For more than thirty years, activist, advocate, and author Frances Moore Lappe has courageously fought to raise awareness of the ways in which hunger is caused and of the ways in which we can end it. She possesses the kind of optimism and courage it takes to go beyond just pointing out the problem and has been making huge strides to be a part of the solution. Ironically, many of the nations that grow the food that we eat can't feed their own people. Lappe is a unwavering champion for their cause, striving to solve the problems of hunger and empower all people with the resources and options to relieve these nations' suffering.
My Hero suggested viewing | MY HERO Recommends Frances Moore Lappe's Thought Sparks Video Series in which she opens her heart. We hope you'll be energized by her often-surprising takes on hope, democracy, and courage.
In the late 1960s Frankie, as Frances Moore Lappe is known by most, was studying food supply at the Berkley college library when she had an epiphany. Spread before her were grain charts, United Nations agricultural tables, a slide rule, and pages of scribblings and equations. All of her calculations led her to one conclusion: that it was possible to feed and nourish every person in the world. Her discovery that year has shaped her life, and has helped to open the eyes of the world on the issues of protecting the planet and feeding ourselves in a healthful, respectful and inclusive manner for all. When Lappe first began sharing her ideas, they were unique and not many people shared her perspective; vegetarianism, the organic movement, nor the health food industry were as strong then as they are today. Even though she knew that she would face criticism and skepticism, Frankie also knew that her ideas could help resolve suffering for millions around the planet; and no amount of intimidation or ridicule would be worth keeping quiet.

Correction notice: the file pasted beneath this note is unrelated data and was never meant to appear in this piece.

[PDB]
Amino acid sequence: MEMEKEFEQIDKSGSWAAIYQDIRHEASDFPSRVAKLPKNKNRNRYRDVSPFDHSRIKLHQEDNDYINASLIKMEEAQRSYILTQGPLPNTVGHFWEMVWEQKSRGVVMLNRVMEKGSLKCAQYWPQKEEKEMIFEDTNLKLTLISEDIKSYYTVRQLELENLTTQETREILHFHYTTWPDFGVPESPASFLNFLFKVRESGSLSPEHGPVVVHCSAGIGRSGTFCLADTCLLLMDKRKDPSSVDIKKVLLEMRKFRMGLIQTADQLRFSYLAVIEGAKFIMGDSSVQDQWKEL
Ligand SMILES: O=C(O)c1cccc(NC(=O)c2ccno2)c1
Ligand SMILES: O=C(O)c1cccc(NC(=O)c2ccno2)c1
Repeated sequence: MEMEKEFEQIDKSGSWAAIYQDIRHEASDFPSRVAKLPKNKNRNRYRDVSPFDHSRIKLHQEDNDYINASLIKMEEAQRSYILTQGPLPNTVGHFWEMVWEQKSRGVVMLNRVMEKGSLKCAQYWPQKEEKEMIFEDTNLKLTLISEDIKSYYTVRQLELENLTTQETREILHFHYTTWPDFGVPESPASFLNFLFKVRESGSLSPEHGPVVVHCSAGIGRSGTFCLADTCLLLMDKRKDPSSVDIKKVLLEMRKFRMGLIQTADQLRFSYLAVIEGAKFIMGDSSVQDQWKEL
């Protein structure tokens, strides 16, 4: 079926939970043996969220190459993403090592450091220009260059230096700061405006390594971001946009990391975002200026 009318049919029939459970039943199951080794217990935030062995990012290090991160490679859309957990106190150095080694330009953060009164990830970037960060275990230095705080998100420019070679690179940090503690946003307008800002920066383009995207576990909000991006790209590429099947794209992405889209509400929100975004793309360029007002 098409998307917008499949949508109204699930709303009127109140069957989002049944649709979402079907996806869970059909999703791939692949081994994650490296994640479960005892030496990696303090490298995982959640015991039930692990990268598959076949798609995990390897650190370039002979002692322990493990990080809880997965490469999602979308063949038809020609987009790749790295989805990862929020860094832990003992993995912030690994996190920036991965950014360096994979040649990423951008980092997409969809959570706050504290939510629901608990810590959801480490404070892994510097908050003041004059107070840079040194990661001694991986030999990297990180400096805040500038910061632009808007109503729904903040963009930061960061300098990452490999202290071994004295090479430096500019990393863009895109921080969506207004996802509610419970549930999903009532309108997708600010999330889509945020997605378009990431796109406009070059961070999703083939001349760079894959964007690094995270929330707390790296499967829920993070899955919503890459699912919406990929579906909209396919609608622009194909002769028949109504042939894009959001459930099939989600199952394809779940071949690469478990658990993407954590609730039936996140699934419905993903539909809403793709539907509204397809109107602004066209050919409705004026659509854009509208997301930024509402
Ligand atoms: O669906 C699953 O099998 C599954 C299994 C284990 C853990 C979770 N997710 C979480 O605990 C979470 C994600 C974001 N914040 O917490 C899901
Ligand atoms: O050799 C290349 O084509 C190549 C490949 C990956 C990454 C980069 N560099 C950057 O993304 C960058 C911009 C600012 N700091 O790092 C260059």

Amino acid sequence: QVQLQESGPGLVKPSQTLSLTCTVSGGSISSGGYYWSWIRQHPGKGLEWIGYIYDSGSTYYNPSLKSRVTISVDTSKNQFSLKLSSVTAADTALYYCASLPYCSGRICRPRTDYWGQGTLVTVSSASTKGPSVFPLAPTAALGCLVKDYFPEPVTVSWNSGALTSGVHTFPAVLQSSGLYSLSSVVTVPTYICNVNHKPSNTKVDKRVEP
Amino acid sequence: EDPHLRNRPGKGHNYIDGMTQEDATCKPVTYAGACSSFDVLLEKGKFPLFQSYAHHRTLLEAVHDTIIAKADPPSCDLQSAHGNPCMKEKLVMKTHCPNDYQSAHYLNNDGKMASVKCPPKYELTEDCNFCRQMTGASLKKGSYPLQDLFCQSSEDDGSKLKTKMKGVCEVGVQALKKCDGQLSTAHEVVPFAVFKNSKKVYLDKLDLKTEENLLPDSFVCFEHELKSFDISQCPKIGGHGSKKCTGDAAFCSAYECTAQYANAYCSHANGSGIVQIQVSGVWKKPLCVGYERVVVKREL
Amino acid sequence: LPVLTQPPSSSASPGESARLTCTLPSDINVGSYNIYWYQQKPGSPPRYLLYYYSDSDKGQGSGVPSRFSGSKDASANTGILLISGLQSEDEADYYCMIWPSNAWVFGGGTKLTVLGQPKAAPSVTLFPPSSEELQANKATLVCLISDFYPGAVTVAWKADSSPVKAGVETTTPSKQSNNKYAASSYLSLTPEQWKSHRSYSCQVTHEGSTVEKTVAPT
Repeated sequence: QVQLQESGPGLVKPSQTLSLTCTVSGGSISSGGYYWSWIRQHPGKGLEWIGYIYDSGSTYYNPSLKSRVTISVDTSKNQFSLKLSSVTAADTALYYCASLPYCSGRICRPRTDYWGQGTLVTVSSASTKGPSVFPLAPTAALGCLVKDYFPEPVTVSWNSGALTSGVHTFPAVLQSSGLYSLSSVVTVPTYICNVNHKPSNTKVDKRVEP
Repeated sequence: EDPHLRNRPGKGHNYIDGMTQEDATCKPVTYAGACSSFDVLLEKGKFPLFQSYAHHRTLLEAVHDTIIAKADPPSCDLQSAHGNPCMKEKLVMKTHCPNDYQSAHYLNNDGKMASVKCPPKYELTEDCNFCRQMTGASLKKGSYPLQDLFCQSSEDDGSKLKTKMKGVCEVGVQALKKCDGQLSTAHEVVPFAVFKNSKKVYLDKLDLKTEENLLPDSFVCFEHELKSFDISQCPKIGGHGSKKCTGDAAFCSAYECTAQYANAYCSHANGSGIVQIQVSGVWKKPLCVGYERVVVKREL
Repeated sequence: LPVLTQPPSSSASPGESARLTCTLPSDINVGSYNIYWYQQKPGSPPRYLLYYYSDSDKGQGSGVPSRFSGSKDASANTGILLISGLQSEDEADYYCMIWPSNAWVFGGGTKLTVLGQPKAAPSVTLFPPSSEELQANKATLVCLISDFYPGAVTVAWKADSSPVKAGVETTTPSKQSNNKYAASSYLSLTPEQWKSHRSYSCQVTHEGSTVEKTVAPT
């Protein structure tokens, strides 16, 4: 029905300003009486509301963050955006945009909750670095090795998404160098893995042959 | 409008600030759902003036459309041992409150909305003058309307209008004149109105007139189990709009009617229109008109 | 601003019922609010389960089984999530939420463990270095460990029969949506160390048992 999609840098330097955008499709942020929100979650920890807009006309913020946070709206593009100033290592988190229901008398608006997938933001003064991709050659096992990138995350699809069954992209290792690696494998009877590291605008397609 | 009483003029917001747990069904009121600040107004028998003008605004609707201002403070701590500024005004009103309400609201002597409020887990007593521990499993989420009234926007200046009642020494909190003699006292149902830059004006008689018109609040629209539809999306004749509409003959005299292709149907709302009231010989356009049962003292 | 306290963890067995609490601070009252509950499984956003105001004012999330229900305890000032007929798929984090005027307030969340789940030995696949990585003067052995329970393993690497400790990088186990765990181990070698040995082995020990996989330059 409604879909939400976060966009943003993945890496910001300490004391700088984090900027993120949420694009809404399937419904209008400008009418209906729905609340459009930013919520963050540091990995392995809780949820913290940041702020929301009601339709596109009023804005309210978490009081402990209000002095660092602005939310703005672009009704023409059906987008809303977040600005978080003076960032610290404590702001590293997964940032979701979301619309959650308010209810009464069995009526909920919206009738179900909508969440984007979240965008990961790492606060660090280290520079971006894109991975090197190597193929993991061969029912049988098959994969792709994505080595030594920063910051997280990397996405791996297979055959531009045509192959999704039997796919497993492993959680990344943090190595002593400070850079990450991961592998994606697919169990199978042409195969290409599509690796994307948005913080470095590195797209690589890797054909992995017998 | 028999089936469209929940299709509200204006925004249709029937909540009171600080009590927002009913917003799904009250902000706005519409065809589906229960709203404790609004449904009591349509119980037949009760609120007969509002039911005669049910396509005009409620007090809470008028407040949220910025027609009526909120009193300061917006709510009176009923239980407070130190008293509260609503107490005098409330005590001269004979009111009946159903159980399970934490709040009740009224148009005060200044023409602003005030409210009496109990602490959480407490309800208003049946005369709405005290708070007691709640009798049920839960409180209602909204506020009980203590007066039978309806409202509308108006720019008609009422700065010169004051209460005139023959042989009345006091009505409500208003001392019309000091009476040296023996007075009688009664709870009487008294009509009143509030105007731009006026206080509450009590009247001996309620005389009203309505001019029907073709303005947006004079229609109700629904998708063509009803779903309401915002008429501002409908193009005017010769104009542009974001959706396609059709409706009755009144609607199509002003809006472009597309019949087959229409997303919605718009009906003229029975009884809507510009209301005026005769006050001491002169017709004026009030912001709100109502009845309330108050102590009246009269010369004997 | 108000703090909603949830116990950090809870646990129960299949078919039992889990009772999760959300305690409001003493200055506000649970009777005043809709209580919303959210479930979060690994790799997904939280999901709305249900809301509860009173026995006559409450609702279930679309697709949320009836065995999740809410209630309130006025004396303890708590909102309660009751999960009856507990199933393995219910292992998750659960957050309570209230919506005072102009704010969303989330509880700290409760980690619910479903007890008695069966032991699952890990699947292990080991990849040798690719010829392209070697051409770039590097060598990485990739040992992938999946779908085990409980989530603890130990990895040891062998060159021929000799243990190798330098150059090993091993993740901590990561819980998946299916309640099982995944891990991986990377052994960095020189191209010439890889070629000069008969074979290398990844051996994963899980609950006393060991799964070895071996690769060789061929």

Frances Moore Lappe didn't know that her words would be the ones to open up a movement, but for her, speaking out was worth a try. She believed and continues to believe that anybody can make change; that there is a great deal value in taking action. Nobody knows which person, which voice, which pair of hands, will be the one to push through change, but if every hand does its part to give a little shove, then we will all see the benefits come about. Lappe sees this mutual responsibility within all citizens as a way to end needless suffering from hunger. "Hunger is not caused by a scarcity of food, but by a scarcity of democracy," she argued.
Intent on finding the best way to get the word out and beginning to solve the problem, Lappe wrote a book, entitled Diet for a Small Planet. The book, however, had a slow start gaining popularity, as vegetarianism (and other conscious practices on nutrition, farming, and the environment) was still a radical movement at the time, but she wasn't deterred. Indeed, the book did catch on; since its publication in 1971, Diet for a Small Planet has sold more than three million copies. It launched her on a life journey to create healthier and more efficient ways to nourish people in every pocket of the globe.